the 1998-99 academic year, the New York State Education Department revised
requirements for elementary education majors.
Coursework was to be required which covered an assortment of
some of which were Physics, Chemistry, Earth Sciences, Environmental Science
Geography. Alfred University
responded by creating a course called The Physical World, which attempts to
provide a background in these subjects while at the same time meeting other
York State Education Department standards for incorporating technology in
classroom, encouraging group work, and collaborating across the various
typically dividing curricula.
for the first time during Spring Semester 2000, then substantially modified
offered again this year, we believe this course has succeeded in
its goals, but we have learned a great deal in the process.
This talk addresses some of the results obtained, the errors made,
the lessons learned.
begin by inviting course participants to invent questions which they
think might be asked by the youth of today. These
questions may be about almost anything scientific and are couched in terms
course participants believe emulate the vocabulary and approach of a typical
fourth grade student.
efforts to enlist contributions from actual fourth grade students in real
classrooms were only marginally successful during the first year, and were
abandoned during the second year). The class is divided into five or six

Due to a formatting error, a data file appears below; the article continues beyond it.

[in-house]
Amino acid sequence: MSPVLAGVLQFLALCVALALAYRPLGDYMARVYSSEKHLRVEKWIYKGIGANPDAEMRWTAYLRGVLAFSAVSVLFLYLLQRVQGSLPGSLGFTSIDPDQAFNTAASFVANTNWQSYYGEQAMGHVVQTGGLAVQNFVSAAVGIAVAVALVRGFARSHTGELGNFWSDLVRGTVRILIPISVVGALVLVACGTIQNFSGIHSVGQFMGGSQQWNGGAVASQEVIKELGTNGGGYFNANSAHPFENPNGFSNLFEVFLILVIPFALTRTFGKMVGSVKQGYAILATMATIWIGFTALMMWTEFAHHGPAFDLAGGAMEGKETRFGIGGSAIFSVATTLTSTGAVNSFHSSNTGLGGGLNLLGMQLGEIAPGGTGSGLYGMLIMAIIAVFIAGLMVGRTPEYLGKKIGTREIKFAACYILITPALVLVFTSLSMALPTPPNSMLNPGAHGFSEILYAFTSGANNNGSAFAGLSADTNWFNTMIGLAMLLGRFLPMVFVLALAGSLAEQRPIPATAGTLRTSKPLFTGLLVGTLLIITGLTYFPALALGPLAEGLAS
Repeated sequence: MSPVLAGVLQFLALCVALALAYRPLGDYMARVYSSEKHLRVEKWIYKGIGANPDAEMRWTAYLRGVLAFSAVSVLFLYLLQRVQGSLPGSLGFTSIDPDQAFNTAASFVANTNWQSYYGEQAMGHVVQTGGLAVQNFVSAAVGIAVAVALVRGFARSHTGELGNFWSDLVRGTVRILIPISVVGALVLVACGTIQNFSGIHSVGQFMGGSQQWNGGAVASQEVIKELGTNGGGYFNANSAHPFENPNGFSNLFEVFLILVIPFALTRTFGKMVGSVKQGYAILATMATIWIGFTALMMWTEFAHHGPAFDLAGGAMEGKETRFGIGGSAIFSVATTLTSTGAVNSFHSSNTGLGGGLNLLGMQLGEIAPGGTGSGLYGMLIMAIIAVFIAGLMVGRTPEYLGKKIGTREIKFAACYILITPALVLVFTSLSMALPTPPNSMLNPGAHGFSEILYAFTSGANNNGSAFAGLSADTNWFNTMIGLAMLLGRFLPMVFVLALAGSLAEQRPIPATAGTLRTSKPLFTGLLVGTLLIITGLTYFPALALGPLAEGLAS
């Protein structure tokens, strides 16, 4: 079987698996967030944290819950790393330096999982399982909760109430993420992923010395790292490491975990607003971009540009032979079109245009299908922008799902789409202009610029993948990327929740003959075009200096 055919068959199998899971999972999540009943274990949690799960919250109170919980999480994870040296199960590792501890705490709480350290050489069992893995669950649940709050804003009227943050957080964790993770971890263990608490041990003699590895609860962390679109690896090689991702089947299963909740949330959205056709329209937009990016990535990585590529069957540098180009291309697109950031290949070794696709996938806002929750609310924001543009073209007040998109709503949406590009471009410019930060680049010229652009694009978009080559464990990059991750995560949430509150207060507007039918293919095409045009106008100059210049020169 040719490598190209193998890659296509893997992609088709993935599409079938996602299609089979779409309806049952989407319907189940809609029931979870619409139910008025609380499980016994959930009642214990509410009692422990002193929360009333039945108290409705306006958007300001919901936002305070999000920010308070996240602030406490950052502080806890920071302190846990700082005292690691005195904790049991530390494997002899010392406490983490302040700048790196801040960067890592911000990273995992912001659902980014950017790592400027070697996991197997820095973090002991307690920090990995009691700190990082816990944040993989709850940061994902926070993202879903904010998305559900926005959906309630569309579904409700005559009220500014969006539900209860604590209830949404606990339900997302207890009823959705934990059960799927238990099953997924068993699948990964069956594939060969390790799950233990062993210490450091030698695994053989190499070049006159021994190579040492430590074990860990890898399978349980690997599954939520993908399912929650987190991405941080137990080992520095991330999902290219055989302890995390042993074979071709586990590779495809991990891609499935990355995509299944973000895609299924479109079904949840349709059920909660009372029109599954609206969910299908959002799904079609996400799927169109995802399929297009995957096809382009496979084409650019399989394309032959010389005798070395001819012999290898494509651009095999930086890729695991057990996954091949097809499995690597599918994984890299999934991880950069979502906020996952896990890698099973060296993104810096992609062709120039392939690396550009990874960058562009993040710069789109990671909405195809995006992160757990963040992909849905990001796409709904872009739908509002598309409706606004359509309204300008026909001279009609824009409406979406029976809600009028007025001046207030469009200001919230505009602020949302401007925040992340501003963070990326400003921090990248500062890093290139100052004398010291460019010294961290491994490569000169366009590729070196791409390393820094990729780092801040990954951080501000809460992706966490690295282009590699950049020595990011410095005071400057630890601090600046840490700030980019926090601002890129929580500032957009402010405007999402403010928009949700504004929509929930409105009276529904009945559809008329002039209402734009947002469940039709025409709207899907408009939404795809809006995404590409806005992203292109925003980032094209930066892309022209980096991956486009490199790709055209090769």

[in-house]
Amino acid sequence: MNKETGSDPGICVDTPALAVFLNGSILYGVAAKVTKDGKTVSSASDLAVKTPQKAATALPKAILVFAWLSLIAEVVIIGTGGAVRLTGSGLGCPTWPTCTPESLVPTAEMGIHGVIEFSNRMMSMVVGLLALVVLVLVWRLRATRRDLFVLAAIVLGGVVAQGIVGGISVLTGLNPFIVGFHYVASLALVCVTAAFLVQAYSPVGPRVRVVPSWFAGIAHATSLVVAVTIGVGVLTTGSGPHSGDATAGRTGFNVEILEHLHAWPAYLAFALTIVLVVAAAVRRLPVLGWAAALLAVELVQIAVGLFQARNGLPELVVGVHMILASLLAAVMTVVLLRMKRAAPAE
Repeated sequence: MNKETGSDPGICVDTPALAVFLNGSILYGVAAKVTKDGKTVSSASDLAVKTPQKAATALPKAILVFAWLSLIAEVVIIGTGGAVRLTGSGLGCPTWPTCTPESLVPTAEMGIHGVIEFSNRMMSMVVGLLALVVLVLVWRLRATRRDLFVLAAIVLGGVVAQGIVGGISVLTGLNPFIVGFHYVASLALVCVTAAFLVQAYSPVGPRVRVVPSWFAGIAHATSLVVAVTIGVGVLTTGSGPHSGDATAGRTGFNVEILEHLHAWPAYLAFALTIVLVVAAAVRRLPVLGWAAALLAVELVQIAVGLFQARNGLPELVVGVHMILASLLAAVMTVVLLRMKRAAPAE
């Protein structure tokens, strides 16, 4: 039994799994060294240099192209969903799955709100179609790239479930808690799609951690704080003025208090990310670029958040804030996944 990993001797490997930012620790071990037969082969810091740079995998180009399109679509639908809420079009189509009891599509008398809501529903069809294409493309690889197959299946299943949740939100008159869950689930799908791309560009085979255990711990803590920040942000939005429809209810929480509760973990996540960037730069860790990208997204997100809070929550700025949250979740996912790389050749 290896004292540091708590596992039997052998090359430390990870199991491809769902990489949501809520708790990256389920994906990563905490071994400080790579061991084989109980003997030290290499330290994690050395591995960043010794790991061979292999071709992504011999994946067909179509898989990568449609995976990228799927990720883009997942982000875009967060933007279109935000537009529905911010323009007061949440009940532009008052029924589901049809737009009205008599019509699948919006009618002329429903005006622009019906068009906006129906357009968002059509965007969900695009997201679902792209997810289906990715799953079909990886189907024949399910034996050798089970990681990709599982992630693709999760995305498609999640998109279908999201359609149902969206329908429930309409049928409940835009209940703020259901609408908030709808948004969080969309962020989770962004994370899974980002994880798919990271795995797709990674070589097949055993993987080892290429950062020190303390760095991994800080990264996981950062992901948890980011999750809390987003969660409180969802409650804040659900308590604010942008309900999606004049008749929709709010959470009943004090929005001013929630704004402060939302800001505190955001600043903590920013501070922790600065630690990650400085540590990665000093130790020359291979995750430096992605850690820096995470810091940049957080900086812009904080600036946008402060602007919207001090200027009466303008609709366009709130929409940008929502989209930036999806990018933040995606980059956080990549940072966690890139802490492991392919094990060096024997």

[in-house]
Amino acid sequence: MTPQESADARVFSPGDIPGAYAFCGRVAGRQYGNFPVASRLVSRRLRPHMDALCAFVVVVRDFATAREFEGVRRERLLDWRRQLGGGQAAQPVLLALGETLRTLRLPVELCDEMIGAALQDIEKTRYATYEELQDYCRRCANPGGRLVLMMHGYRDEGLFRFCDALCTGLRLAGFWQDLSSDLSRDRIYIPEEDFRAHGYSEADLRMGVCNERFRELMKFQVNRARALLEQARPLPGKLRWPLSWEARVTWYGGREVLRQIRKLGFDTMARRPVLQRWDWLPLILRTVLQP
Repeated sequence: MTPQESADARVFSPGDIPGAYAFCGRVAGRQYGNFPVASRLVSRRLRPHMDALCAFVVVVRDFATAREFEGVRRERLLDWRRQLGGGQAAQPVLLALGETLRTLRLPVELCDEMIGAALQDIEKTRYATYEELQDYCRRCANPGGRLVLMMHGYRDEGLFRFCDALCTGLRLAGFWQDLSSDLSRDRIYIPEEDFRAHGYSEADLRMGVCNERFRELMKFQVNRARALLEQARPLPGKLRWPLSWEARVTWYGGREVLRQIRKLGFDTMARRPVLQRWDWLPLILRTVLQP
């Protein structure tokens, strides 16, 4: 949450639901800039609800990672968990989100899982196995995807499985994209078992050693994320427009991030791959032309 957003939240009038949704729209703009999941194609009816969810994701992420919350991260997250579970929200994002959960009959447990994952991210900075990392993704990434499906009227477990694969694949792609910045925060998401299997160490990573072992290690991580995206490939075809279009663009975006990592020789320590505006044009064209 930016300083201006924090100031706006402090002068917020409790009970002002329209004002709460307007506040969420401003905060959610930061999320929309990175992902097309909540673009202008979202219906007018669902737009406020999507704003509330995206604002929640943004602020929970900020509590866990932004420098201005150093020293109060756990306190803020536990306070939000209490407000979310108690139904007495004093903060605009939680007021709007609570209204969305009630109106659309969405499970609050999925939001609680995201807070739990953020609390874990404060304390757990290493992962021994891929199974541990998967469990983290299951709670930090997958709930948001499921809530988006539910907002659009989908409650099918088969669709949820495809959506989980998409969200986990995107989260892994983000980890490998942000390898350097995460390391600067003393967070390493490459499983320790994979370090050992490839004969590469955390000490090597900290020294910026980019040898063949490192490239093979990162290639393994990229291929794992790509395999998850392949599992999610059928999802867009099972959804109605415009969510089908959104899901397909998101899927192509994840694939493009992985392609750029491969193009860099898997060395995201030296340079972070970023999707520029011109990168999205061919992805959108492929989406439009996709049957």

of five or six people, and each group selects a question from the list.
Three weeks later each group gives a presentation.
Here they teach the rest of the class what they have discovered to be
answer to the question they selected.
is encouraged, a web-page summarizing their results and supplying an
list of links to useful sites is required, and the class is given an
to assess each presentation.
new questions are selected and the process repeated, so that five
are made by each group (thirty presentations or so, altogether) over the
of a semester.
time, outside of the group work, is devoted largely to building the
which science provides to connect the diverse regions of inquiry explored by
various groups. A group
presentation on "Why are flames different colors?" in which
Mechanics is mentioned, provides an opening for a lengthier discussion of
theory several days later, which can include historic perspectives,
philosophical issues, and some indication of where the development of
Mechanics has taken Physics. An
almanac, the only required textbook, provides a base, with much of the
described or defined briefly, but succinctly.
The intent is to show how things interconnect, how each field relies
and provides additional insights for, the other fields of science.
the Geography component of the course, the countries of the world are
among seven geographic regions, and every two weeks there is a quiz covering
region. Outline versions of the
maps are available on our class web site, the almanac has plenty of maps,
the web is loaded with sites providing tips, help, and drill.
Therefore, little class time, other than that devoted to
the quizzes, is invested here.
little time is devoted to web page design.
Templates are available, and the use of simple text programs is
encouraged. Help is generously
provided, one-on-one, for anyone working with such programs.
Help is not available as part of this class to those who prefer more